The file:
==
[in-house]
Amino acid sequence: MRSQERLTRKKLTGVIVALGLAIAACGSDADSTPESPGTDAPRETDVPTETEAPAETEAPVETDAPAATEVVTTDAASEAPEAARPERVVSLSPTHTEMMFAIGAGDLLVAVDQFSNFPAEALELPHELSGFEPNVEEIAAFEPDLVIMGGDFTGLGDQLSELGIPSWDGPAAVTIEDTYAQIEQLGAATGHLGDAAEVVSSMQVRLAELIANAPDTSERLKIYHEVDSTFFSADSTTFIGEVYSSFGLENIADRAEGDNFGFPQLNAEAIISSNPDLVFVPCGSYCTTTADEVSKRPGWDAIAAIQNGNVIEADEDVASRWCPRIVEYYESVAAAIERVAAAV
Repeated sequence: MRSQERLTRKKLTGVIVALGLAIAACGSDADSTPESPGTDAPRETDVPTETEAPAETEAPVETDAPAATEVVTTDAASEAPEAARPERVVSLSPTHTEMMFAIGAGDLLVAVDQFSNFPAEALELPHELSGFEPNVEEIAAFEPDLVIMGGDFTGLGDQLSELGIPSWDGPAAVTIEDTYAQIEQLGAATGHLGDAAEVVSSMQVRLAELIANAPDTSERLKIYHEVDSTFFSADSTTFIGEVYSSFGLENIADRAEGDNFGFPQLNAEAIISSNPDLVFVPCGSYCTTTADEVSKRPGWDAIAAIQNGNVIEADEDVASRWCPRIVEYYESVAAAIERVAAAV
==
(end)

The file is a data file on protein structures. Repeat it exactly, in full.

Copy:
[in-house]
Amino acid sequence: MRSQERLTRKKLTGVIVALGLAIAACGSDADSTPESPGTDAPRETDVPTETEAPAETEAPVETDAPAATEVVTTDAASEAPEAARPERVVSLSPTHTEMMFAIGAGDLLVAVDQFSNFPAEALELPHELSGFEPNVEEIAAFEPDLVIMGGDFTGLGDQLSELGIPSWDGPAAVTIEDTYAQIEQLGAATGHLGDAAEVVSSMQVRLAELIANAPDTSERLKIYHEVDSTFFSADSTTFIGEVYSSFGLENIADRAEGDNFGFPQLNAEAIISSNPDLVFVPCGSYCTTTADEVSKRPGWDAIAAIQNGNVIEADEDVASRWCPRIVEYYESVAAAIERVAAAV
Repeated sequence: MRSQERLTRKKLTGVIVALGLAIAACGSDADSTPESPGTDAPRETDVPTETEAPAETEAPVETDAPAATEVVTTDAASEAPEAARPERVVSLSPTHTEMMFAIGAGDLLVAVDQFSNFPAEALELPHELSGFEPNVEEIAAFEPDLVIMGGDFTGLGDQLSELGIPSWDGPAAVTIEDTYAQIEQLGAATGHLGDAAEVVSSMQVRLAELIANAPDTSERLKIYHEVDSTFFSADSTTFIGEVYSSFGLENIADRAEGDNFGFPQLNAEAIISSNPDLVFVPCGSYCTTTADEVSKRPGWDAIAAIQNGNVIEADEDVASRWCPRIVEYYESVAAAIERVAAAV